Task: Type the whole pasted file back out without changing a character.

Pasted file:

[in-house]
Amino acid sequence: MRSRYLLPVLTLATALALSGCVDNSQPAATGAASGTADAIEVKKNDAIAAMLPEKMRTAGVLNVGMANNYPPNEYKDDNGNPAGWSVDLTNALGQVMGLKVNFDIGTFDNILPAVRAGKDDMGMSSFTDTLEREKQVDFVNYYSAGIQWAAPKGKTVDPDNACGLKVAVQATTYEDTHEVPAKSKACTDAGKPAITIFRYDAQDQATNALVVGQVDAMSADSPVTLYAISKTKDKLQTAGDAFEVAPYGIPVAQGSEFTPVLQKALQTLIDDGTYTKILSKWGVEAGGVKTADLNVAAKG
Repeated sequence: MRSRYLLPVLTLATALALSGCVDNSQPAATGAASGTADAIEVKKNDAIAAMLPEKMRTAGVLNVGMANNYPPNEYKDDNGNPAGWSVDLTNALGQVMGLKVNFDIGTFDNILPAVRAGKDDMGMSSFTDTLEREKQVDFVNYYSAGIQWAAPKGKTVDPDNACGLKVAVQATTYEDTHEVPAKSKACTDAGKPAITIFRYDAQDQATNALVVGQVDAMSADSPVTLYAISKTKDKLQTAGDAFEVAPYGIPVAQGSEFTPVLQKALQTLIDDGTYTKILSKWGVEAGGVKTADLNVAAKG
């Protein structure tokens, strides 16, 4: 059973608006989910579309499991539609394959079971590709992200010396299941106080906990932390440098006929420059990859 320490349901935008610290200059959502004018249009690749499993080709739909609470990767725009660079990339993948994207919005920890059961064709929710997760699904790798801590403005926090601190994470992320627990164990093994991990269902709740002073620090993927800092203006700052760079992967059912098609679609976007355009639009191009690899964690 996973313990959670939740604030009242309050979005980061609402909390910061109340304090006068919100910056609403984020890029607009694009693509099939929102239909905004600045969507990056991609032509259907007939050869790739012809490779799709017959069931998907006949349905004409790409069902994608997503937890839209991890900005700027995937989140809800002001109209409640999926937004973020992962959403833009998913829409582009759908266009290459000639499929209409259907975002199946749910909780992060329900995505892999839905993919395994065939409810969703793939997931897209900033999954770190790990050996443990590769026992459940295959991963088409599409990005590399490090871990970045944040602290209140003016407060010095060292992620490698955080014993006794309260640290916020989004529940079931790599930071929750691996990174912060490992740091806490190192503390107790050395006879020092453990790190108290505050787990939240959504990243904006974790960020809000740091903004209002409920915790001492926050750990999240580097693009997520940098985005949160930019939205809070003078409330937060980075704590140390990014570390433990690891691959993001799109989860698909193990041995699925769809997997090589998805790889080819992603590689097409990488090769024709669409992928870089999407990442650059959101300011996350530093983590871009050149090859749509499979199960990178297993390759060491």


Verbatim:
[in-house]
Amino acid sequence: MRSRYLLPVLTLATALALSGCVDNSQPAATGAASGTADAIEVKKNDAIAAMLPEKMRTAGVLNVGMANNYPPNEYKDDNGNPAGWSVDLTNALGQVMGLKVNFDIGTFDNILPAVRAGKDDMGMSSFTDTLEREKQVDFVNYYSAGIQWAAPKGKTVDPDNACGLKVAVQATTYEDTHEVPAKSKACTDAGKPAITIFRYDAQDQATNALVVGQVDAMSADSPVTLYAISKTKDKLQTAGDAFEVAPYGIPVAQGSEFTPVLQKALQTLIDDGTYTKILSKWGVEAGGVKTADLNVAAKG
Repeated sequence: MRSRYLLPVLTLATALALSGCVDNSQPAATGAASGTADAIEVKKNDAIAAMLPEKMRTAGVLNVGMANNYPPNEYKDDNGNPAGWSVDLTNALGQVMGLKVNFDIGTFDNILPAVRAGKDDMGMSSFTDTLEREKQVDFVNYYSAGIQWAAPKGKTVDPDNACGLKVAVQATTYEDTHEVPAKSKACTDAGKPAITIFRYDAQDQATNALVVGQVDAMSADSPVTLYAISKTKDKLQTAGDAFEVAPYGIPVAQGSEFTPVLQKALQTLIDDGTYTKILSKWGVEAGGVKTADLNVAAKG
């Protein structure tokens, strides 16, 4: 059973608006989910579309499991539609394959079971590709992200010396299941106080906990932390440098006929420059990859 320490349901935008610290200059959502004018249009690749499993080709739909609470990767725009660079990339993948994207919005920890059961064709929710997760699904790798801590403005926090601190994470992320627990164990093994991990269902709740002073620090993927800092203006700052760079992967059912098609679609976007355009639009191009690899964690 996973313990959670939740604030009242309050979005980061609402909390910061109340304090006068919100910056609403984020890029607009694009693509099939929102239909905004600045969507990056991609032509259907007939050869790739012809490779799709017959069931998907006949349905004409790409069902994608997503937890839209991890900005700027995937989140809800002001109209409640999926937004973020992962959403833009998913829409582009759908266009290459000639499929209409259907975002199946749910909780992060329900995505892999839905993919395994065939409810969703793939997931897209900033999954770190790990050996443990590769026992459940295959991963088409599409990005590399490090871990970045944040602290209140003016407060010095060292992620490698955080014993006794309260640290916020989004529940079931790599930071929750691996990174912060490992740091806490190192503390107790050395006879020092453990790190108290505050787990939240959504990243904006974790960020809000740091903004209002409920915790001492926050750990999240580097693009997520940098985005949160930019939205809070003078409330937060980075704590140390990014570390433990690891691959993001799109989860698909193990041995699925769809997997090589998805790889080819992603590689097409990488090769024709669409992928870089999407990442650059959101300011996350530093983590871009050149090859749509499979199960990178297993390759060491």